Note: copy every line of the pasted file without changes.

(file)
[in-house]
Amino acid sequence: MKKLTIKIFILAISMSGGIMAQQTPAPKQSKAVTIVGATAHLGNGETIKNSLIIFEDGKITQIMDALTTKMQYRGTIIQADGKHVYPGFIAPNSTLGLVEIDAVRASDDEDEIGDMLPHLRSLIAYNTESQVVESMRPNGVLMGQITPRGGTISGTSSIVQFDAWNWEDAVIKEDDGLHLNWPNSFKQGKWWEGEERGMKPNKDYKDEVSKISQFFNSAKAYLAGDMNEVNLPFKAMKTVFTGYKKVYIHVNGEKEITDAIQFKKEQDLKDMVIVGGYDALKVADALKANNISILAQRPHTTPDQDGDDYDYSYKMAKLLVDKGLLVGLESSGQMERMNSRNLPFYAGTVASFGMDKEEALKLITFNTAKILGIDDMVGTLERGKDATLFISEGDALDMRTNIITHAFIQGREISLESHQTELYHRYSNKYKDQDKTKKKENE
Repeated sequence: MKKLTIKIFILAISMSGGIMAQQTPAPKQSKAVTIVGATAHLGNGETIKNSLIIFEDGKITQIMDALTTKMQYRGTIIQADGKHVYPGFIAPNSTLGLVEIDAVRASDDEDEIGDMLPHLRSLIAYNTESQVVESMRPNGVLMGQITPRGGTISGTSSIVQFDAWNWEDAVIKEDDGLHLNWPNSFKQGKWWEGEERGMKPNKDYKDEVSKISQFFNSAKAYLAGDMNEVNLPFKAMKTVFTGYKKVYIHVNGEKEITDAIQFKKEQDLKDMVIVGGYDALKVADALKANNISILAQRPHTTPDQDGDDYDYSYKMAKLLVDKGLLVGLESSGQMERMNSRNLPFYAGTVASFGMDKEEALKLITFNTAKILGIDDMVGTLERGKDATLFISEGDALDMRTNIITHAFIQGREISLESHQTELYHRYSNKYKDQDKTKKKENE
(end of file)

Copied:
[in-house]
Amino acid sequence: MKKLTIKIFILAISMSGGIMAQQTPAPKQSKAVTIVGATAHLGNGETIKNSLIIFEDGKITQIMDALTTKMQYRGTIIQADGKHVYPGFIAPNSTLGLVEIDAVRASDDEDEIGDMLPHLRSLIAYNTESQVVESMRPNGVLMGQITPRGGTISGTSSIVQFDAWNWEDAVIKEDDGLHLNWPNSFKQGKWWEGEERGMKPNKDYKDEVSKISQFFNSAKAYLAGDMNEVNLPFKAMKTVFTGYKKVYIHVNGEKEITDAIQFKKEQDLKDMVIVGGYDALKVADALKANNISILAQRPHTTPDQDGDDYDYSYKMAKLLVDKGLLVGLESSGQMERMNSRNLPFYAGTVASFGMDKEEALKLITFNTAKILGIDDMVGTLERGKDATLFISEGDALDMRTNIITHAFIQGREISLESHQTELYHRYSNKYKDQDKTKKKENE
Repeated sequence: MKKLTIKIFILAISMSGGIMAQQTPAPKQSKAVTIVGATAHLGNGETIKNSLIIFEDGKITQIMDALTTKMQYRGTIIQADGKHVYPGFIAPNSTLGLVEIDAVRASDDEDEIGDMLPHLRSLIAYNTESQVVESMRPNGVLMGQITPRGGTISGTSSIVQFDAWNWEDAVIKEDDGLHLNWPNSFKQGKWWEGEERGMKPNKDYKDEVSKISQFFNSAKAYLAGDMNEVNLPFKAMKTVFTGYKKVYIHVNGEKEITDAIQFKKEQDLKDMVIVGGYDALKVADALKANNISILAQRPHTTPDQDGDDYDYSYKMAKLLVDKGLLVGLESSGQMERMNSRNLPFYAGTVASFGMDKEEALKLITFNTAKILGIDDMVGTLERGKDATLFISEGDALDMRTNIITHAFIQGREISLESHQTELYHRYSNKYKDQDKTKKKENE